Then, the printing process can begin in one of Markforged’s seven different printers. Let’s take a look at what they’ve got.
The Metal X printer was designed specifically to enable the fast transition from design to a 3D-printed metal part. From the onset, the Metal X is responsive to design needs, ensuring the bed is ready to provide a stable surface on which to build.
The metal filament is heated and extruded through nozzles and layer by layer build the part. Unlike other metal printers, the Metal X doesn’t use a loose metal powder, meaning the process is safer and more cost-efficient. In addition to those two benefits, the Metal X also provides the following advantages:
The X series of printers are industrial size composite 3D printers designed to handle different composite materials. More specifically, the X7 works with carbon fiber, the X5 with fiberglass, and the X3 with micro carbon-filled nylon parts.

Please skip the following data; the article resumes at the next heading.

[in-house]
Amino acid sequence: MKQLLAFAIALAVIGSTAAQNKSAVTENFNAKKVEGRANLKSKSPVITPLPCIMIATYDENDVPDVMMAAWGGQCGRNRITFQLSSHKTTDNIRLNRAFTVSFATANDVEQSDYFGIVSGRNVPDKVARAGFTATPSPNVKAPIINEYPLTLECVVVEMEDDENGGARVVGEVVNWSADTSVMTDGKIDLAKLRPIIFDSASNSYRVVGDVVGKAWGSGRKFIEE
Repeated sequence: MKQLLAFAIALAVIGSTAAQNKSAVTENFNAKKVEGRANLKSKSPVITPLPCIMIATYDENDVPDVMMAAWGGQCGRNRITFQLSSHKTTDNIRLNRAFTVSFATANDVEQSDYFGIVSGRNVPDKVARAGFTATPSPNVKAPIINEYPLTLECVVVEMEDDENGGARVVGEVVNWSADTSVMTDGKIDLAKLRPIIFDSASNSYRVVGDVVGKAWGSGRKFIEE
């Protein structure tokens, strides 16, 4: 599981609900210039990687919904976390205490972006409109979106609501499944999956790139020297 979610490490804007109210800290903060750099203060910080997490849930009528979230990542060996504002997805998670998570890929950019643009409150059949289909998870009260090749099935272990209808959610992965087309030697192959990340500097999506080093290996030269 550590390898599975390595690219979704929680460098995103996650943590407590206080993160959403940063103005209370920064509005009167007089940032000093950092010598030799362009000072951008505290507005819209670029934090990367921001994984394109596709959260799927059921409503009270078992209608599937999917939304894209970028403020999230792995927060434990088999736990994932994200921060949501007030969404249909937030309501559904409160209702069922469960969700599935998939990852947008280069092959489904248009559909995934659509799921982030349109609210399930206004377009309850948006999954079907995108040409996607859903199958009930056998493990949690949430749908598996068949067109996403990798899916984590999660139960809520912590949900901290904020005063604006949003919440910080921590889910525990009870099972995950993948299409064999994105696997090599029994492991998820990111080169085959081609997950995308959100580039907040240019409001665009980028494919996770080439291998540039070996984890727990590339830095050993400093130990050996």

The X7 ensures:
The X5 offers:
The X3 delivers:
Like the Mark Two, the Onyx Pro and Onyx One are both desktop composite printers that offer much of the same functionality but vary on the materials they use to print. The Onyx Pro produces continuous fiberglass whereas the Onyx One utilizes Markforged’s proprietary Onyx composite.
They both offer:
You may have noticed that all of these printers boast a few of the same qualities, and those are the factors upon which Markforged has built its business and its reputation. The same characteristic of quality exists across their product line, from printers and materials to the software and applications that support them.
It’s one of the reasons TPM selected Markforged as a product to offer and service to support. Like Markforged, TPM keeps your needs in mind and can help you determine which products will best align with your goals and support your business growth. If you’re ready to add Markforged printers to your manufacturing capabilities, get in touch with TPM today.